The Polar Express, one of the biggest movies to hit the screens this holiday season, is based on a book that has enchanted millions of readers, young and old, since it was published in 1985. Now considered a Christmas classic, The Polar Express by Chris Van Allsburg, is the story of a young boy’s magical Christmas Eve train ride to the North Pole. Jump aboard to learn more about the movie and the book!
The official Polar Express website has a photo gallery, trailer, games, contests, and fun stuff to download.
Use the Internet Movie Database to find cast and crew info, a plot summary, a soundtrack listing, box office numbers, trailers, and reviews from professional critics.
Find out when and where the movie is showing in your neighborhood at Cincinnati.com.
One noteworthy aspect of The Polar Express is “performance capture,” the innovative technology used by director Robert Zemeckis to recreate Van Allsburg’s rich, evocative illustrations on the big screen. Zemeckis and Tom Hanks, who plays four roles in the movie, are extremely enthusiastic about using this approach to filmmaking—you can hear what they have to say about it an interview on National Public Radio.
How does Van Allsburg feel about the movie adaptation of his holiday classic? Interviews with him are available on the Time for Kids and Kidsreads websites.
Chris Van Allsburg
Although The Polar Express is his best-known book, don’t overlook the rest of Chris Van Allsburg’s work. His mysterious and magical “modern fairy tales” have engaged the imagination of adults and children for over twenty-five years!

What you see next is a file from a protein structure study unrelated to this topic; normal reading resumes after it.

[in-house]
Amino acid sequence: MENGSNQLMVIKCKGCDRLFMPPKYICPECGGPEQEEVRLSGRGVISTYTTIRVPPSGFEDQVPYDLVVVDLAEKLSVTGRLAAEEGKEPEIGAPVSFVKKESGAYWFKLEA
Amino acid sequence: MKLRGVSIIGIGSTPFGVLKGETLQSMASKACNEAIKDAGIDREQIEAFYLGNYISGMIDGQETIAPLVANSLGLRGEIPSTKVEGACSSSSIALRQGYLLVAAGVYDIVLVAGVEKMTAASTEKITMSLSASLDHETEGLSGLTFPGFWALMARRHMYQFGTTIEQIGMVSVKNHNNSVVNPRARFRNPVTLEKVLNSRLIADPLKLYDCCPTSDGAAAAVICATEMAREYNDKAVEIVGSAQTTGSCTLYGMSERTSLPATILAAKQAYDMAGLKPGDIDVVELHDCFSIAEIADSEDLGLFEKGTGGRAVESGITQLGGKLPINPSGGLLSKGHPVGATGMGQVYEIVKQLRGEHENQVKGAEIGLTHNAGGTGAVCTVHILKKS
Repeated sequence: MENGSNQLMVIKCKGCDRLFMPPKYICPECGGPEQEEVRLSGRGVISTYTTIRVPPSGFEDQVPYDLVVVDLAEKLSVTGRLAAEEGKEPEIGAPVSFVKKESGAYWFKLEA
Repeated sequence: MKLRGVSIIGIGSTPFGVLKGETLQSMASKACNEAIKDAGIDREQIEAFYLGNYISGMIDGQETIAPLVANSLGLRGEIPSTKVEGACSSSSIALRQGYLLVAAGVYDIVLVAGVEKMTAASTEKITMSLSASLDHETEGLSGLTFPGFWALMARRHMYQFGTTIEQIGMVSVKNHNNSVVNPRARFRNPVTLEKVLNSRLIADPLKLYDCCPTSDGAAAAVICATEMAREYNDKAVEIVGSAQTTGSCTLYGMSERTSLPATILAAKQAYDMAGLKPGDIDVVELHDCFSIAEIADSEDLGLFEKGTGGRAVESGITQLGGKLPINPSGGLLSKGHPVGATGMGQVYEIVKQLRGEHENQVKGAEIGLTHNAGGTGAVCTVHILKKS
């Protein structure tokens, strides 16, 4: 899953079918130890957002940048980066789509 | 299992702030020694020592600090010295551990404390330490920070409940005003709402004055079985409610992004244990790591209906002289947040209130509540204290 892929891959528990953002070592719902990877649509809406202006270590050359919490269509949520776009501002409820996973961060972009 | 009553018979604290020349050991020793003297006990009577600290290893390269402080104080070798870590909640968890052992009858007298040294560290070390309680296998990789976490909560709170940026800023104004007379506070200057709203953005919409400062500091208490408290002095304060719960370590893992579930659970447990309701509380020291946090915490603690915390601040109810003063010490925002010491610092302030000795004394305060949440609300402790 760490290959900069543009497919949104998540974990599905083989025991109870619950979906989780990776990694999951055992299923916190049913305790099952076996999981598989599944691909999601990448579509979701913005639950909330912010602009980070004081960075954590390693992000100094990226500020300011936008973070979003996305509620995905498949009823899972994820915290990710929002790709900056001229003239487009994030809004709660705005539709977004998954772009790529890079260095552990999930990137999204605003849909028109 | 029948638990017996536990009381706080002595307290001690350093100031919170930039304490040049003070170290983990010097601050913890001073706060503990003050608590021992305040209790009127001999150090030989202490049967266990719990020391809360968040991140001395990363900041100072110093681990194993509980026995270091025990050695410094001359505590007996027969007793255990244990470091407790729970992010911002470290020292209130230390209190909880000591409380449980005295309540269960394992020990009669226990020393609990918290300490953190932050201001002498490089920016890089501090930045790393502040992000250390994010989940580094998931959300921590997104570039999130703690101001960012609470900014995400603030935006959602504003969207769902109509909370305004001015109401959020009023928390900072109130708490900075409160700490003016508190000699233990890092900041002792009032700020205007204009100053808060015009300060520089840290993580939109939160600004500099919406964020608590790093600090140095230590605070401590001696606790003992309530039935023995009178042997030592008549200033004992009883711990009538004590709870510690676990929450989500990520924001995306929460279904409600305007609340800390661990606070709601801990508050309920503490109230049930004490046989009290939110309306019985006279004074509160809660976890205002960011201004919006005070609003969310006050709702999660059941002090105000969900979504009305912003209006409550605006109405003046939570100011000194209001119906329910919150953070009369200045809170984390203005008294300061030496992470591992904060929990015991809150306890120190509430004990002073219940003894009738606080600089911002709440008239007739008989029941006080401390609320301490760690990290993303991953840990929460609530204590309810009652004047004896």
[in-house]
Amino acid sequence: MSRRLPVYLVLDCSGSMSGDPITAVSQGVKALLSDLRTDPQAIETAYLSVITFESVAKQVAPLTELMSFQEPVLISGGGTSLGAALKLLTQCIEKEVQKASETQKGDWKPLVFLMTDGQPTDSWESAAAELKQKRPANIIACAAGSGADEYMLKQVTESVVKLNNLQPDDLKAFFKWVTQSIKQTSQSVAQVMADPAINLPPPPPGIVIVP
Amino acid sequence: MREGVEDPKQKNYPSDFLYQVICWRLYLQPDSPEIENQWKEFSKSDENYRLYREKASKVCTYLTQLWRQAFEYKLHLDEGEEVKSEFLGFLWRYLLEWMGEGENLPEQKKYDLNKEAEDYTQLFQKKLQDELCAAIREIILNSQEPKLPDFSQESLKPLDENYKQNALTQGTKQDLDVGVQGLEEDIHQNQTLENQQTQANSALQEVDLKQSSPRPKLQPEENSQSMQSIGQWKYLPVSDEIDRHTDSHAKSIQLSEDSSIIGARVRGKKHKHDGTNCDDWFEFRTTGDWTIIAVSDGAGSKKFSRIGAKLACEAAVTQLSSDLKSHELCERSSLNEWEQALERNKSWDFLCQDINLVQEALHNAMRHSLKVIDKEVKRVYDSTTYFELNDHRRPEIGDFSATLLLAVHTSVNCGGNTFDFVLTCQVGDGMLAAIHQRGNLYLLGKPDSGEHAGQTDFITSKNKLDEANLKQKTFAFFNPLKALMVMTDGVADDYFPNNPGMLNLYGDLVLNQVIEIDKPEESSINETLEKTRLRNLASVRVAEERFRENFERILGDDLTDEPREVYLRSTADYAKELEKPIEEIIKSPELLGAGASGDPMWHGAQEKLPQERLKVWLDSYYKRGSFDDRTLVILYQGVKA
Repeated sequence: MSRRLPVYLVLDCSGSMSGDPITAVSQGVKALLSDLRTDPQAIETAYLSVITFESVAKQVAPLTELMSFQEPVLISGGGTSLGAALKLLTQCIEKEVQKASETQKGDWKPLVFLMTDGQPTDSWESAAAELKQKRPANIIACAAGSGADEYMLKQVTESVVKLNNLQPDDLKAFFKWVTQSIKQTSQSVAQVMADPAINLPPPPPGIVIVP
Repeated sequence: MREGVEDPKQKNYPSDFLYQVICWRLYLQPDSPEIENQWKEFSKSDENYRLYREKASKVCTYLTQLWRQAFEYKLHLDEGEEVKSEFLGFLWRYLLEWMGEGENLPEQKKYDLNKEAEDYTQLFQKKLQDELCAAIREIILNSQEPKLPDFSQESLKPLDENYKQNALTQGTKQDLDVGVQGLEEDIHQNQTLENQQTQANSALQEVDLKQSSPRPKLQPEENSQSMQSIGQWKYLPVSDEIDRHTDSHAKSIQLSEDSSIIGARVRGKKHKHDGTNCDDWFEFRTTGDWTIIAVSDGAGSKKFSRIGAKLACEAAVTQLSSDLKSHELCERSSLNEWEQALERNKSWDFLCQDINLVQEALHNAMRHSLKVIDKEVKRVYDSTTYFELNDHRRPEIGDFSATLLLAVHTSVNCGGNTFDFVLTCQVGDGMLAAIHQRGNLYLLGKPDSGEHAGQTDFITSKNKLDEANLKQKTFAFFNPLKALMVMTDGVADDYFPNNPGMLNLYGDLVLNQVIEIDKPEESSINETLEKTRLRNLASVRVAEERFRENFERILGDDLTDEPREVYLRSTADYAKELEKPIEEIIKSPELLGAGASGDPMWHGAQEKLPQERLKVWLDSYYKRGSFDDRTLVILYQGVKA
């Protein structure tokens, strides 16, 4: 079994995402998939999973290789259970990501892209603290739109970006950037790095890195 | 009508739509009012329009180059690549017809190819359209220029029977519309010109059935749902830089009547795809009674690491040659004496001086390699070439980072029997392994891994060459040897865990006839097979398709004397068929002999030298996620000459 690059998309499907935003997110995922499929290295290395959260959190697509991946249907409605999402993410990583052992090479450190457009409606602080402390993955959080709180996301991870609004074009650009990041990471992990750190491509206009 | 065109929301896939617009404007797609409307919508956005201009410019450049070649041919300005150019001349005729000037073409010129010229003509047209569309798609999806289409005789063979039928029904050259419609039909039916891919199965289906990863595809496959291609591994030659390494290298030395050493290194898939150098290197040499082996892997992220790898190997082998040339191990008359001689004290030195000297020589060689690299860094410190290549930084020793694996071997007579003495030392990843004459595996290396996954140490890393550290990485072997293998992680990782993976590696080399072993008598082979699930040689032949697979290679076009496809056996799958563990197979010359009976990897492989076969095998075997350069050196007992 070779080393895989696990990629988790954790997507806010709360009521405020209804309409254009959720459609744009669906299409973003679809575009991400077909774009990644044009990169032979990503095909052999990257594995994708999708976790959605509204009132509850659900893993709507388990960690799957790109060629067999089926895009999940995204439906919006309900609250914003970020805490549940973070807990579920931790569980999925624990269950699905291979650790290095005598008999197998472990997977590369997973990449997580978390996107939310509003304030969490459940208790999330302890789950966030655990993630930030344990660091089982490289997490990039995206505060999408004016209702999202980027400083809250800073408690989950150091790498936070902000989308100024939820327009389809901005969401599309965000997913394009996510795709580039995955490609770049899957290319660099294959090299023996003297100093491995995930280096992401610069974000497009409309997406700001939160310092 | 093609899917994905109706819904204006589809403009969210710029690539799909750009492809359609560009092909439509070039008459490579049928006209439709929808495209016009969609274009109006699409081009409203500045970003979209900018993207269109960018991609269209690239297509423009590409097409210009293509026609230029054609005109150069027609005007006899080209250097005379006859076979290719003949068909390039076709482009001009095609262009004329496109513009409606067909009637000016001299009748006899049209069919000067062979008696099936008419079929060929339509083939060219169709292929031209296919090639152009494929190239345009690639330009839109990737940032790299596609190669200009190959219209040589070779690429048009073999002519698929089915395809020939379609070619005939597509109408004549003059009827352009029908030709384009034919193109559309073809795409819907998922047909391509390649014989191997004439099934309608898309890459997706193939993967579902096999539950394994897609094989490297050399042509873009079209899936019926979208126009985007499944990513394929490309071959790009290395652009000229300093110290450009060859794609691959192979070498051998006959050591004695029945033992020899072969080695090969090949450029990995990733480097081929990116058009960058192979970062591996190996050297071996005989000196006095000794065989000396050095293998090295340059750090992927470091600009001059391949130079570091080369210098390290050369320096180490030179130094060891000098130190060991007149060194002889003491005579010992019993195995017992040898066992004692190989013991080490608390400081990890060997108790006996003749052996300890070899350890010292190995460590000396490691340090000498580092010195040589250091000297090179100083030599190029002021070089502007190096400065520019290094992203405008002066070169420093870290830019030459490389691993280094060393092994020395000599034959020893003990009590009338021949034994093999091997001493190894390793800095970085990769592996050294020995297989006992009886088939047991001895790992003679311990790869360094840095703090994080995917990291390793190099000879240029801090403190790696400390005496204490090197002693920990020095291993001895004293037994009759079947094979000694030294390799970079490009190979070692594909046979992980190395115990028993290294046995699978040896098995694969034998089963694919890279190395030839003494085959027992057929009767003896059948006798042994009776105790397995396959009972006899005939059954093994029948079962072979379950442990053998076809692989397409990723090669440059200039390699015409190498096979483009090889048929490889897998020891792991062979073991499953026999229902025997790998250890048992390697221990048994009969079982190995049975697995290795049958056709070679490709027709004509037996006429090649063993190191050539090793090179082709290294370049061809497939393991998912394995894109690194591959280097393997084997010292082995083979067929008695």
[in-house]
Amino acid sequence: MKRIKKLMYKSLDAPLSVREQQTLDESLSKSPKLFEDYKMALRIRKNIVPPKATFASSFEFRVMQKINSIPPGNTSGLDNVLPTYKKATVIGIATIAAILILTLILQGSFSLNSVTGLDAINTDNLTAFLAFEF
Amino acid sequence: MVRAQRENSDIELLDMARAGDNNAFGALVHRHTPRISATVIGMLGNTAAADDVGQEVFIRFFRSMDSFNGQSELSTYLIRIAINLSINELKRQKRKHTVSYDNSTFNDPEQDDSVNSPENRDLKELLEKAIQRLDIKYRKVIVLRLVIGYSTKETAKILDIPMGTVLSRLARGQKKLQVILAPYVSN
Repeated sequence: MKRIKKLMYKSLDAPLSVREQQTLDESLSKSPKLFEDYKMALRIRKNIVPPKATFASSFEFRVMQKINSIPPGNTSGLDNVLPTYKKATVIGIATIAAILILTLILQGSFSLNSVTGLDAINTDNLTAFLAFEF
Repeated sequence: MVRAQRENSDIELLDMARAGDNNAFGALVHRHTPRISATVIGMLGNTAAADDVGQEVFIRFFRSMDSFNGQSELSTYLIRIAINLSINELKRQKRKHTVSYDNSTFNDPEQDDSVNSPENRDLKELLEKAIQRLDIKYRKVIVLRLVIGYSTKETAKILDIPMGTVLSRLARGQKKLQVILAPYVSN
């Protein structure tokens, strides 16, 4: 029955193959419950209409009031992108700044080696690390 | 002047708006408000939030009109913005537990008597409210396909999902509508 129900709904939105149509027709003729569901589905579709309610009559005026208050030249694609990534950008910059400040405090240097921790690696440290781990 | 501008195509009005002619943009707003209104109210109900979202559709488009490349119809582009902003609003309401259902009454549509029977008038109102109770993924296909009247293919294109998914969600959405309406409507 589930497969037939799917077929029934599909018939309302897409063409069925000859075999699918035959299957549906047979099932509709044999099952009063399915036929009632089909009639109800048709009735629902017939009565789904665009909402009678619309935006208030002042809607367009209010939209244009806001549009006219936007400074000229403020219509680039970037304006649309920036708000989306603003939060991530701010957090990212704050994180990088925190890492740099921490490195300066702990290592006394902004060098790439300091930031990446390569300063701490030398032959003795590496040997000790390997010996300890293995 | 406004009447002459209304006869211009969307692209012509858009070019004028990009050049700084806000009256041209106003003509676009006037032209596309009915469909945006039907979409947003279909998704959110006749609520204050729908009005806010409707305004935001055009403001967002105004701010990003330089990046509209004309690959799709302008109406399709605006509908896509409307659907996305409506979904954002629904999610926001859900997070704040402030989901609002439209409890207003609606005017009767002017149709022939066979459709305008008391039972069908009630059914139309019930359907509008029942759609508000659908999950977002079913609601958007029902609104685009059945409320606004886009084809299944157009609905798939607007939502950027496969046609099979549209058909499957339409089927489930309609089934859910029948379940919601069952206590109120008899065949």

* Written by Mark Helprin
Interested in learning more about Van Allsburg? The Biography Resource Center, in our collection of Research Databases, offers profiles of his life and work, and the Literature Resource Center is a good resource for biographical information and critical analysis.
Be sure and take a few minutes to explore his website. In addition to his biography, you’ll find a list of frequently-asked-questions, detailed information (for teachers and kids) about all of his books, interactive games, postcards, coloring pages, and a scavenger hunt.
More Books & Movies
Of course, lots of other beloved children’s classics have been turned into movies. Here are a few of our favorites:
“All Aboard,” the conductor cried out …
Kids who are interested in learning more about trains may want to check out these recent additions to our collection:
Adult train buffs might be interested in the following:
The Central Pacific Railroad Photography Museum uses thousands of digital images to trace the story of the construction of the first transcontinental railroad in the 19th century.
Check out the Union Pacific website for fun facts about locomotives, locomotive horn signals, rail cars, and railroad lingo.
And of course, we can’t forget about the holiday train display in the lobby of the Cinergy building. Since 1949, over 9 million people have made the trip downtown to see this display, which is described as “one of the largest portable models in the world!”